Mr. Halvorssen sees "diversity" pledges the same way: "For the modern American college student, a school's 'tolerance' statements ... constitute a pledge to multiculturalism in the same way that the pledge to the flag is a pledge to Americanism."

Ironically, activists who institute diversity requirements for incoming freshmen claim to be destroying stereotypes and "barriers to community" while they are in fact creating new ones. Like Denison, nearly a third of 278 colleges surveyed by the National Orientation Directors Association offer minority and/or homosexual students a separate orientation program in place of the school's mainstream presentation. At Yale this month, incoming minority freshmen met with "ethnic counselors" to participate in small-group discussions, followed by a reception.

Meanwhile, diversity programmers at some institutions are pushing beyond a one- or two-course requirement toward more aggressive-even manipulative-measures.

At the June 2001 National Conference on Race and Ethnicity in Higher Education, Arizona State University diversity programmers presented a major workshop to representatives from more than 300 colleges. In a segment titled "The Field of Dreams Myth," (subtitle: "If you offer it, they will come"), ASU programmers suggested that merely advertising diversity-related events to students isn't enough. Instead they recommended that diversity trainers form "widespread and ongoing relationships" with students ("help with copy machine" was one tip for kicking off a relationship). Luring students to events using old-fashioned incentives like free pizza and soda is ineffective, ASU programmers said: You can catch more fish with superior bait such as academic credit and attendance-based eligibility for prizes. Finally, attendance alone is no measure of a diversity program's success in achieving inner transformation: Ongoing, "long-term" assessment of students' "personal development" is necessary.

NOT EVERY CAMPUS that includes a diversity segment in its freshman orientation handles it all badly. Virginia Tech covers diversity with freshmen using "VT Video," a low-key film with Pop-Up Video-style captions. The film poignantly covers everyday racism-a black student related how she'd noticed some white people wiping their hands after shaking hers-and touches on religious stereotypes. "People say Christians don't have any fun," a handsome, young man told an off-camera interviewer. He shrugged congenially and laughed: "I have fun every day." Even the video's seemingly obligatory segments on homosexuality don't ask others to accept the practice.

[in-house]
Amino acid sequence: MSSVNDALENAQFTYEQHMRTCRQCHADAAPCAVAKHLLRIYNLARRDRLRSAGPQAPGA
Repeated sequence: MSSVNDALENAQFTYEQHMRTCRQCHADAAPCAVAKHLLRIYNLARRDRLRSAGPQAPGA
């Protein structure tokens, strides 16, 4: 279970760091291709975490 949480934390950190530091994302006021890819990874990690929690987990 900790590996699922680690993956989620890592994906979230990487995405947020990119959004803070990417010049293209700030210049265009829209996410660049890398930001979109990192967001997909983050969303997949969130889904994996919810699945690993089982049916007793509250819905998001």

But that isn't true of other schools. In its policy on harassment, made available to incoming freshmen, Arizona State University labels a student's religious objections to homosexuality as "offensive" and "shocking" on par with supporting Hitler, slavery, and apartheid. At Oklahoma State University, University Academic Services Director Martha McMillian, a 10-year orientation veteran, speaks with freshmen about homosexual men and women. During her presentation, she holds up a magazine with a beautiful baby on the front cover. The headline reads, "Is this child gay?"

Then "a heated discussion erupts, and they're not easy to lead because there is passion involved," Ms. McMillian mused. "I ask, 'What do you think? Were you born with your sexual preferences? Or did you wake up one morning and say, I'm male, or I'm female.' And then they start thinking, 'Well, no, it was natural. It was there.' Well, what would make you think that a gay person doesn't have that same awareness of his or her sexuality?"

Ms. McMillian told WORLD her questions upset freshmen because their religious beliefs are being questioned. "An educated person is taught to be tolerant and open-minded. If you don't put parameters on it, and just talk about openness, acceptance, and tolerance then you can move into gayness and woman's issues."

The University of Pennsylvania's Alan Charles Kors believes such force-fed "tolerance" smacks of creeping totalitarianism. While Americans need frank and open debate on matters such as race and ethnicity, he said, "these are not issues for indoctrination. Indeed, they do not even reflect everyone's chosen intellectual or moral agenda, and free individuals choose such agendas for themselves."

Lynn Vincent

Lynn is a senior writer for WORLD Magazine. She is the New York Times best-selling author or co-author of a dozen nonfiction books, including Same Kind of Different As Me. Lynn resides in San Diego, Calif.